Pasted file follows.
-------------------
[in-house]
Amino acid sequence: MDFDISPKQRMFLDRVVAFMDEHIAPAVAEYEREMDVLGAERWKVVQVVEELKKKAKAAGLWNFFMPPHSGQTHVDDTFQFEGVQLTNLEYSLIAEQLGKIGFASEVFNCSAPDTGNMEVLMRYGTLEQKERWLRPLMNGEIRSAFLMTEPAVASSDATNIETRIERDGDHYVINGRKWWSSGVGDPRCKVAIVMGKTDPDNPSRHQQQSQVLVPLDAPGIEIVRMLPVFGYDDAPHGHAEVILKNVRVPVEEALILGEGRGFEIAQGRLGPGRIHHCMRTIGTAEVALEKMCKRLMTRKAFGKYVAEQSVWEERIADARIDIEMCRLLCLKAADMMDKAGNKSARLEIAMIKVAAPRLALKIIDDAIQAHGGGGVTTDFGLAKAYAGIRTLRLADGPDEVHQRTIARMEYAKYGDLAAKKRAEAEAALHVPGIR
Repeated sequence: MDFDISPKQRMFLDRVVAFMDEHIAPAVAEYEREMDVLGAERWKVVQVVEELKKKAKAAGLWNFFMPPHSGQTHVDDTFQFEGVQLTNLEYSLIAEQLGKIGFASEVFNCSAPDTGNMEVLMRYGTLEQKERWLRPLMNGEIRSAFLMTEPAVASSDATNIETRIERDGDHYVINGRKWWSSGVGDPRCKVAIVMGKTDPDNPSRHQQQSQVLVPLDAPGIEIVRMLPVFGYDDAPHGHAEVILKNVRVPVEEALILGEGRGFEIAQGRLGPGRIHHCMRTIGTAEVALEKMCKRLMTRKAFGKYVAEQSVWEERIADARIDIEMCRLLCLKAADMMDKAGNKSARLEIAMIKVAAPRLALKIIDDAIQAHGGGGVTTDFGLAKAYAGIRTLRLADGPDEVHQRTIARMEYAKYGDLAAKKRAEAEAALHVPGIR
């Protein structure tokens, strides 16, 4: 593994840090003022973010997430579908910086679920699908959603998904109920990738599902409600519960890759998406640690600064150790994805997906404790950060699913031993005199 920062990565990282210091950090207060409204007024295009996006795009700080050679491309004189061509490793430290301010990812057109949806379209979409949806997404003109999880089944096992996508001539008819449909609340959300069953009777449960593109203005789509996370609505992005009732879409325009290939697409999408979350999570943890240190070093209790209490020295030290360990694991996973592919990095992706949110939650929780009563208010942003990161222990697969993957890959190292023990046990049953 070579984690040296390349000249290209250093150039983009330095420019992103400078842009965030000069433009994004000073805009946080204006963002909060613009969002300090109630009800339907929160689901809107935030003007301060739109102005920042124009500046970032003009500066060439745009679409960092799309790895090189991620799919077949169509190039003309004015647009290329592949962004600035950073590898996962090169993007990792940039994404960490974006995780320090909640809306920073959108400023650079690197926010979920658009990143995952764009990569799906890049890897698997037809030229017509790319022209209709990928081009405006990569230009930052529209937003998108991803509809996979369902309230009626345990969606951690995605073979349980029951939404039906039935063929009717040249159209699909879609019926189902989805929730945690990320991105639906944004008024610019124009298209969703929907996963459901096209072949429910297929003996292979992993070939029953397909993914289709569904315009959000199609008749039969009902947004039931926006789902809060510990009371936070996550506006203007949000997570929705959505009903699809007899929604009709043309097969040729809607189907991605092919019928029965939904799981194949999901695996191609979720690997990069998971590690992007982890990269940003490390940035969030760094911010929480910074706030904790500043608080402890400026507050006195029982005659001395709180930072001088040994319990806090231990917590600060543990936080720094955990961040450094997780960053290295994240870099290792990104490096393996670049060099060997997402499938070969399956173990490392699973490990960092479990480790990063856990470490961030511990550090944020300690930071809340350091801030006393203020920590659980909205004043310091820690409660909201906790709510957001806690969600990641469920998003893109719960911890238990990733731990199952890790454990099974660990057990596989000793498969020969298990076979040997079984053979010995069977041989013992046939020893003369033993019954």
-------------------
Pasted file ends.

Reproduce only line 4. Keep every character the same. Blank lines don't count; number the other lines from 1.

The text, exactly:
């Protein structure tokens, strides 16, 4: 593994840090003022973010997430579908910086679920699908959603998904109920990738599902409600519960890759998406640690600064150790994805997906404790950060699913031993005199 920062990565990282210091950090207060409204007024295009996006795009700080050679491309004189061509490793430290301010990812057109949806379209979409949806997404003109999880089944096992996508001539008819449909609340959300069953009777449960593109203005789509996370609505992005009732879409325009290939697409999408979350999570943890240190070093209790209490020295030290360990694991996973592919990095992706949110939650929780009563208010942003990161222990697969993957890959190292023990046990049953 070579984690040296390349000249290209250093150039983009330095420019992103400078842009965030000069433009994004000073805009946080204006963002909060613009969002300090109630009800339907929160689901809107935030003007301060739109102005920042124009500046970032003009500066060439745009679409960092799309790895090189991620799919077949169509190039003309004015647009290329592949962004600035950073590898996962090169993007990792940039994404960490974006995780320090909640809306920073959108400023650079690197926010979920658009990143995952764009990569799906890049890897698997037809030229017509790319022209209709990928081009405006990569230009930052529209937003998108991803509809996979369902309230009626345990969606951690995605073979349980029951939404039906039935063929009717040249159209699909879609019926189902989805929730945690990320991105639906944004008024610019124009298209969703929907996963459901096209072949429910297929003996292979992993070939029953397909993914289709569904315009959000199609008749039969009902947004039931926006789902809060510990009371936070996550506006203007949000997570929705959505009903699809007899929604009709043309097969040729809607189907991605092919019928029965939904799981194949999901695996191609979720690997990069998971590690992007982890990269940003490390940035969030760094911010929480910074706030904790500043608080402890400026507050006195029982005659001395709180930072001088040994319990806090231990917590600060543990936080720094955990961040450094997780960053290295994240870099290792990104490096393996670049060099060997997402499938070969399956173990490392699973490990960092479990480790990063856990470490961030511990550090944020300690930071809340350091801030006393203020920590659980909205004043310091820690409660909201906790709510957001806690969600990641469920998003893109719960911890238990990733731990199952890790454990099974660990057990596989000793498969020969298990076979040997079984053979010995069977041989013992046939020893003369033993019954």